Reincarnation (7)

Source: FSSPX News

A Requiem Mass

Reincarnation exerts a real force of seduction on Western mentalities. After a general presentation in the first article, the second article gave the judgments of the Church. The third and fourth sections presented the points of conflict between metempsychosis and Catholic dogma. Subsequent articles examine the question from the point of view of philosophy.

Let us summarize the previously acquired results:

- The soul is the life principle of the body, so it is in a necessary relationship with a body. Contrary to the reincarnation thesis, the living is not the soul alone, but the soul-body combination.

- The soul is the form of the body. The soul therefore gives the body its essence. A human soul cannot communicate vegetable nature to a body.

Therefore, careful analysis of the nature of the soul in itself disproves the thesis of reincarnation. The study of the powers of the soul confirms this result. We will limit ourselves here to the powers that have most to do with our subject: intelligence and memory.

Human Intelligence

Philosophers oscillate between two contradictory conceptions of human intelligence. Some would like to reduce it to a biological phenomenon. What is called the mind is only the exercise of a developed brain or the imagination. This is the sensualist tendency.

On the contrary, for others human intelligence would be a pure fallen spirit. They then give it either the structure of divine intelligence which itself creates its object, or that of the angels who receive their knowledge by illuminations from above. This is the idealistic tendency. This last current is at the source of the contemporary version of the thesis of reincarnation.

Since human intelligence is born, we are told, to be in direct relation with the spirit world, its sojourn in the body is unnatural. It veils the gaze of the soul and obscures the intelligence. The union of soul and body is therefore detrimental to the soul, which finds itself paralyzed by its fall.

St. Thomas Aquinas responds to this view in an article of singular beauty, in which both the good sense and the wisdom of the doctor shine. [1]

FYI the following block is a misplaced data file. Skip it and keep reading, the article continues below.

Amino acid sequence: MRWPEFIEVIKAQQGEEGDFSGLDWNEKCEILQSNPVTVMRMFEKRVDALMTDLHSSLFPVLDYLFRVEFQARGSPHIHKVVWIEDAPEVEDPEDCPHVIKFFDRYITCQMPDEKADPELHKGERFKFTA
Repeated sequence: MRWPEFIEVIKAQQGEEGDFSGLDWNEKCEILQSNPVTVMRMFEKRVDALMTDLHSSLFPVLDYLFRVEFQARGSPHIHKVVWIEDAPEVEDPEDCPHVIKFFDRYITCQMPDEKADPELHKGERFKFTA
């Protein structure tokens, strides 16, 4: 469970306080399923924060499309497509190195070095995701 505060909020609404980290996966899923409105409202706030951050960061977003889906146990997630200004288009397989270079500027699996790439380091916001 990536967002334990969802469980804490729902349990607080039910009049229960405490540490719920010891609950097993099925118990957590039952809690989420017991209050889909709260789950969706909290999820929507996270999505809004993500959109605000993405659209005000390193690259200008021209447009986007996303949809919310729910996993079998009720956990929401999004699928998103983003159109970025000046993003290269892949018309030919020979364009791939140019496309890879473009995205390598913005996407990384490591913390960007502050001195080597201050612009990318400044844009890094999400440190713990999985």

Let us first clarify a question of method: as we said above, the body is for the soul. The soul determines and constructs the body. So to know whether the union of the human soul to the body is good, or, on the contrary, if it is harmful to the soul, it is necessary to analyze the structure of the soul, and, in the present case, the nature proper to human intelligence.

“Now the intellective soul... holds the lowest degree among spiritual substances, in that it does not have, by nature, an infused knowledge of the truth, like the angels, but it must pick it up from material things through the senses.”

“As experience shows us, as long as the soul is united with the body, it can know nothing except by turning to the images of sensible things.” [2] By itself intelligence is like a blank slate. It can only form concepts from the world around it.

“So the intellective soul had to have not only the virtue of understanding but also the virtue of feeling. However, the action of feeling can only be done with a bodily instrument. It was therefore necessary that the intellective soul be united with such a body which could be the suitable organ of sense.” [3]

The realistic analysis of human intelligence, its functioning, its limits, therefore shows us that the union of soul and body is a necessity of nature. “It is for the benefit of the soul that it is united to the body and that it knows by turning to images of sensible things.” [4]